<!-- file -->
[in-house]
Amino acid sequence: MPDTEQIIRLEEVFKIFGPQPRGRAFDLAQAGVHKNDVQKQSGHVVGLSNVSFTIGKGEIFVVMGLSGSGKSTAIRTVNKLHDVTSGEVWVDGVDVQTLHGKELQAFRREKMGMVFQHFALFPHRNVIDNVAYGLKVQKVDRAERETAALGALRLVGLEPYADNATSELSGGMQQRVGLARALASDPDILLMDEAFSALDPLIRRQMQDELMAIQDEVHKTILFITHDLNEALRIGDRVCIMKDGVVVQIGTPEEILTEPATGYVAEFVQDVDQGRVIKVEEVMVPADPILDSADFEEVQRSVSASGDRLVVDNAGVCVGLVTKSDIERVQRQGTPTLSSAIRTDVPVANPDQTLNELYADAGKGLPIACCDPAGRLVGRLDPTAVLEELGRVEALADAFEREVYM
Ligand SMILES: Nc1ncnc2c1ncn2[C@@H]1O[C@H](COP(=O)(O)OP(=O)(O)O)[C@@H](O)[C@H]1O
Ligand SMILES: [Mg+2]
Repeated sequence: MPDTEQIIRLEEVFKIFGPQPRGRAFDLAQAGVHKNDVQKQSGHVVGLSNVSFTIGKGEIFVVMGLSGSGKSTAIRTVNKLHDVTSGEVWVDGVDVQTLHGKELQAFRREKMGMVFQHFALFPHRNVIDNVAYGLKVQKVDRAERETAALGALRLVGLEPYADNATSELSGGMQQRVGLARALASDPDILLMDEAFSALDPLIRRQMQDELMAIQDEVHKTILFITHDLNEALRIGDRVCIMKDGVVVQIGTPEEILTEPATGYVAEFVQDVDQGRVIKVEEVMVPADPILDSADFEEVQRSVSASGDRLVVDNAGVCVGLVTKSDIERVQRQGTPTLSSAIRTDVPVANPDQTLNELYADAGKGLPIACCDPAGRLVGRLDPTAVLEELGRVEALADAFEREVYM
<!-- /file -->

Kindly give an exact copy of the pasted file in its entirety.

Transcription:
[in-house]
Amino acid sequence: MPDTEQIIRLEEVFKIFGPQPRGRAFDLAQAGVHKNDVQKQSGHVVGLSNVSFTIGKGEIFVVMGLSGSGKSTAIRTVNKLHDVTSGEVWVDGVDVQTLHGKELQAFRREKMGMVFQHFALFPHRNVIDNVAYGLKVQKVDRAERETAALGALRLVGLEPYADNATSELSGGMQQRVGLARALASDPDILLMDEAFSALDPLIRRQMQDELMAIQDEVHKTILFITHDLNEALRIGDRVCIMKDGVVVQIGTPEEILTEPATGYVAEFVQDVDQGRVIKVEEVMVPADPILDSADFEEVQRSVSASGDRLVVDNAGVCVGLVTKSDIERVQRQGTPTLSSAIRTDVPVANPDQTLNELYADAGKGLPIACCDPAGRLVGRLDPTAVLEELGRVEALADAFEREVYM
Ligand SMILES: Nc1ncnc2c1ncn2[C@@H]1O[C@H](COP(=O)(O)OP(=O)(O)O)[C@@H](O)[C@H]1O
Ligand SMILES: [Mg+2]
Repeated sequence: MPDTEQIIRLEEVFKIFGPQPRGRAFDLAQAGVHKNDVQKQSGHVVGLSNVSFTIGKGEIFVVMGLSGSGKSTAIRTVNKLHDVTSGEVWVDGVDVQTLHGKELQAFRREKMGMVFQHFALFPHRNVIDNVAYGLKVQKVDRAERETAALGALRLVGLEPYADNATSELSGGMQQRVGLARALASDPDILLMDEAFSALDPLIRRQMQDELMAIQDEVHKTILFITHDLNEALRIGDRVCIMKDGVVVQIGTPEEILTEPATGYVAEFVQDVDQGRVIKVEEVMVPADPILDSADFEEVQRSVSASGDRLVVDNAGVCVGLVTKSDIERVQRQGTPTLSSAIRTDVPVANPDQTLNELYADAGKGLPIACCDPAGRLVGRLDPTAVLEELGRVEALADAFEREVYM